The correct answer is "Decerebrate; Medial reticulospinal and lateral vestibulospinal tract". Decerebrate rigidity is characterized by extension of the upper and lower limbs. It is caused by damage to the brainstem, specifically the midbrain. In decerebrate rigidity, the lesion affects the rubrospinal tract, which is responsible for flexor tone, as well as the medial reticulospinal and lateral vestibulospinal tracts, which are responsible for extensor tone. This leads to unopposed extensor tone in the limbs, resulting in the characteristic rigid extension seen in decerebrate rigidity.

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  • 6. 

    A 22-year-old woman n is suffering from bilateral weakness of her lower limbs. Which of the following represents the most likely location of this lesion?

    • A.

      A lesion rostral to the pyramidal decussation

    • B.

      The left genu of the internal capsule

    • C.

      The right posterior limb of the internal capsule

    • D.

      A lesion caudal to the pyramidal decussation

    • E.

      The right genu of the internal capsule

    Correct Answer
    D. A lesion caudal to the pyramidal decussation
    Explanation
    The pyramidal decussation is the point at which the fibers of the corticospinal tract cross over from one side of the brain to the opposite side of the spinal cord. Bilateral weakness of the lower limbs suggests a lesion affecting both sides of the corticospinal tract. Since the lesion is caudal to the pyramidal decussation, it is likely affecting the fibers after they have crossed over, leading to weakness in both lower limbs.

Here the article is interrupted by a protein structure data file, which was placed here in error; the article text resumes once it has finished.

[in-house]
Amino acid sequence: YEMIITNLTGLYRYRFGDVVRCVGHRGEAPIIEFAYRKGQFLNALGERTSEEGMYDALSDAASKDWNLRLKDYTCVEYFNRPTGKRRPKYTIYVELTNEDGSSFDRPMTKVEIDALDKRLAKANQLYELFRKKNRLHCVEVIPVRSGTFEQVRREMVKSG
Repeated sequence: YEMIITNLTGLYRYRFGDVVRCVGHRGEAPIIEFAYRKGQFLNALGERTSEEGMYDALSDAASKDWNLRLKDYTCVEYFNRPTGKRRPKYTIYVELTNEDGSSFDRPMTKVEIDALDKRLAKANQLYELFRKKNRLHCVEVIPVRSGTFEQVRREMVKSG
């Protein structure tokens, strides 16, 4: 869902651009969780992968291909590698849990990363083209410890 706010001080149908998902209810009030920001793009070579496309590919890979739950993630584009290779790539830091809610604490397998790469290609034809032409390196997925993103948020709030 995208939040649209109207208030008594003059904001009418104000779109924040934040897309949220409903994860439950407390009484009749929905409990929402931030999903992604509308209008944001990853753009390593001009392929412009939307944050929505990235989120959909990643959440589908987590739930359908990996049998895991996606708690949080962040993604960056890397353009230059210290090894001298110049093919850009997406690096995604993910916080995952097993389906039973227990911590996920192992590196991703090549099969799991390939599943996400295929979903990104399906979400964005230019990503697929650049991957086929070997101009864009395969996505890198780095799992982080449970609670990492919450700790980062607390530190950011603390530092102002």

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  • 7. 

    Which of the following represents the fibers that fan out from the internal capsule into the white matter of the hemisphere?

    • A.

      Cingulum

    • B.

      Corona Radiata

    • C.

      Genu of the corpus callosum

    • D.

      Superior longitudinal fasciculus

    • E.

      Uncinate fasciculus

    Correct Answer
    B. Corona Radiata
    Explanation
    The fibers that fan out from the internal capsule into the white matter of the hemisphere are represented by the Corona Radiata.

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  • 8. 

    Damage to the efferent portion of the muscle spindle would involve which of the following fiber types?

    • A.

      B fibers

    • B.

      Aa fibers

    • C.

      C fibers

    • D.

      Ay fibers

    • E.

      AB fibers

    Correct Answer
    D. Ay fibers
    Explanation
    Damage to the efferent portion of the muscle spindle would involve Ay fibers. The muscle spindle is responsible for providing proprioceptive information about muscle length and tension. The efferent fibers of the muscle spindle, specifically the Ay fibers, transmit signals from the central nervous system to the muscle spindle, allowing for modulation of its sensitivity and function. Therefore, damage to the efferent portion of the muscle spindle would affect the Ay fibers.